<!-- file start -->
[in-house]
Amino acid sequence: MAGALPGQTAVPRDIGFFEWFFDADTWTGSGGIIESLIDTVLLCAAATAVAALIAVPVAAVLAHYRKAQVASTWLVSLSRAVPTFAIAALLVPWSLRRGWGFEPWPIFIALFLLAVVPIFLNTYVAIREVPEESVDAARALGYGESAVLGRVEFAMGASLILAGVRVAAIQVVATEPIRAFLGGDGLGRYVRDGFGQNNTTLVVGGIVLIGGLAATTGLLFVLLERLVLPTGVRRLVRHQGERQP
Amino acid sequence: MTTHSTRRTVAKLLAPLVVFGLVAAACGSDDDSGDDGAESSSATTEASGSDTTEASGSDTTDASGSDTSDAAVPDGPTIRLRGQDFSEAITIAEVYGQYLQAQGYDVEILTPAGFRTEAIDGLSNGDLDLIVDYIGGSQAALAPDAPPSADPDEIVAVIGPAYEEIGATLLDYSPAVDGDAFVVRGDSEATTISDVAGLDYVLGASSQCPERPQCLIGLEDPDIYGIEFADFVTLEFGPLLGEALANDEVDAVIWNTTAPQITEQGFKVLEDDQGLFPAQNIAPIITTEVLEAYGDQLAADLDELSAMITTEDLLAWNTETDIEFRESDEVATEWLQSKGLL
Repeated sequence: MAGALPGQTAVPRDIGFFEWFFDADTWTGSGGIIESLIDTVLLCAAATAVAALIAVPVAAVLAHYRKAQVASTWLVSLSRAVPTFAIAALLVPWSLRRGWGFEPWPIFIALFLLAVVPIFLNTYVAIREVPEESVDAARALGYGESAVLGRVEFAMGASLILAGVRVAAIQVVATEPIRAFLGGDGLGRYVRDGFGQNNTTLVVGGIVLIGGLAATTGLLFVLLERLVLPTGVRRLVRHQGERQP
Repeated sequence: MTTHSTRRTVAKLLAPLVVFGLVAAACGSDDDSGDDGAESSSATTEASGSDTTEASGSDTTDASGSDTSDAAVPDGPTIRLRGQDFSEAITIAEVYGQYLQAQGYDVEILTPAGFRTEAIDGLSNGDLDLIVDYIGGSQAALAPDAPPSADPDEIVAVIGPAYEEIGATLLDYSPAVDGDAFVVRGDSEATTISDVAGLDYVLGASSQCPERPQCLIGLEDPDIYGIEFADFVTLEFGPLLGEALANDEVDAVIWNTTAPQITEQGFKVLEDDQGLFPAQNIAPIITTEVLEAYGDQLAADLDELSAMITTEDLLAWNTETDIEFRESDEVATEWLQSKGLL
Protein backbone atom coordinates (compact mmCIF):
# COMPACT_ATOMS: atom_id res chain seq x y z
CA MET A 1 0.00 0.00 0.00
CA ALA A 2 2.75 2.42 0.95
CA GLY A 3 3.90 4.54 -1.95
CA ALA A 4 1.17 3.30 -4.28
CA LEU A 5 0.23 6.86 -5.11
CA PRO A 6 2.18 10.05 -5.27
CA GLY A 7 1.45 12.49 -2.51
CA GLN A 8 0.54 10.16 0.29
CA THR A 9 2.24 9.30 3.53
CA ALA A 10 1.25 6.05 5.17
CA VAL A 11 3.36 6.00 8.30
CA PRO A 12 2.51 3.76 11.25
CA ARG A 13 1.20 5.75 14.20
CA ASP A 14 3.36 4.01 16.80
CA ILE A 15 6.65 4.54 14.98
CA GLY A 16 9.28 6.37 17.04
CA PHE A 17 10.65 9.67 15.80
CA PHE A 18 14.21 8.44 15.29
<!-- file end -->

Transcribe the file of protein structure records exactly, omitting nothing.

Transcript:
[in-house]
Amino acid sequence: MAGALPGQTAVPRDIGFFEWFFDADTWTGSGGIIESLIDTVLLCAAATAVAALIAVPVAAVLAHYRKAQVASTWLVSLSRAVPTFAIAALLVPWSLRRGWGFEPWPIFIALFLLAVVPIFLNTYVAIREVPEESVDAARALGYGESAVLGRVEFAMGASLILAGVRVAAIQVVATEPIRAFLGGDGLGRYVRDGFGQNNTTLVVGGIVLIGGLAATTGLLFVLLERLVLPTGVRRLVRHQGERQP
Amino acid sequence: MTTHSTRRTVAKLLAPLVVFGLVAAACGSDDDSGDDGAESSSATTEASGSDTTEASGSDTTDASGSDTSDAAVPDGPTIRLRGQDFSEAITIAEVYGQYLQAQGYDVEILTPAGFRTEAIDGLSNGDLDLIVDYIGGSQAALAPDAPPSADPDEIVAVIGPAYEEIGATLLDYSPAVDGDAFVVRGDSEATTISDVAGLDYVLGASSQCPERPQCLIGLEDPDIYGIEFADFVTLEFGPLLGEALANDEVDAVIWNTTAPQITEQGFKVLEDDQGLFPAQNIAPIITTEVLEAYGDQLAADLDELSAMITTEDLLAWNTETDIEFRESDEVATEWLQSKGLL
Repeated sequence: MAGALPGQTAVPRDIGFFEWFFDADTWTGSGGIIESLIDTVLLCAAATAVAALIAVPVAAVLAHYRKAQVASTWLVSLSRAVPTFAIAALLVPWSLRRGWGFEPWPIFIALFLLAVVPIFLNTYVAIREVPEESVDAARALGYGESAVLGRVEFAMGASLILAGVRVAAIQVVATEPIRAFLGGDGLGRYVRDGFGQNNTTLVVGGIVLIGGLAATTGLLFVLLERLVLPTGVRRLVRHQGERQP
Repeated sequence: MTTHSTRRTVAKLLAPLVVFGLVAAACGSDDDSGDDGAESSSATTEASGSDTTEASGSDTTDASGSDTSDAAVPDGPTIRLRGQDFSEAITIAEVYGQYLQAQGYDVEILTPAGFRTEAIDGLSNGDLDLIVDYIGGSQAALAPDAPPSADPDEIVAVIGPAYEEIGATLLDYSPAVDGDAFVVRGDSEATTISDVAGLDYVLGASSQCPERPQCLIGLEDPDIYGIEFADFVTLEFGPLLGEALANDEVDAVIWNTTAPQITEQGFKVLEDDQGLFPAQNIAPIITTEVLEAYGDQLAADLDELSAMITTEDLLAWNTETDIEFRESDEVATEWLQSKGLL
Protein backbone atom coordinates (compact mmCIF):
# COMPACT_ATOMS: atom_id res chain seq x y z
CA MET A 1 0.00 0.00 0.00
CA ALA A 2 2.75 2.42 0.95
CA GLY A 3 3.90 4.54 -1.95
CA ALA A 4 1.17 3.30 -4.28
CA LEU A 5 0.23 6.86 -5.11
CA PRO A 6 2.18 10.05 -5.27
CA GLY A 7 1.45 12.49 -2.51
CA GLN A 8 0.54 10.16 0.29
CA THR A 9 2.24 9.30 3.53
CA ALA A 10 1.25 6.05 5.17
CA VAL A 11 3.36 6.00 8.30
CA PRO A 12 2.51 3.76 11.25
CA ARG A 13 1.20 5.75 14.20
CA ASP A 14 3.36 4.01 16.80
CA ILE A 15 6.65 4.54 14.98
CA GLY A 16 9.28 6.37 17.04
CA PHE A 17 10.65 9.67 15.80
CA PHE A 18 14.21 8.44 15.29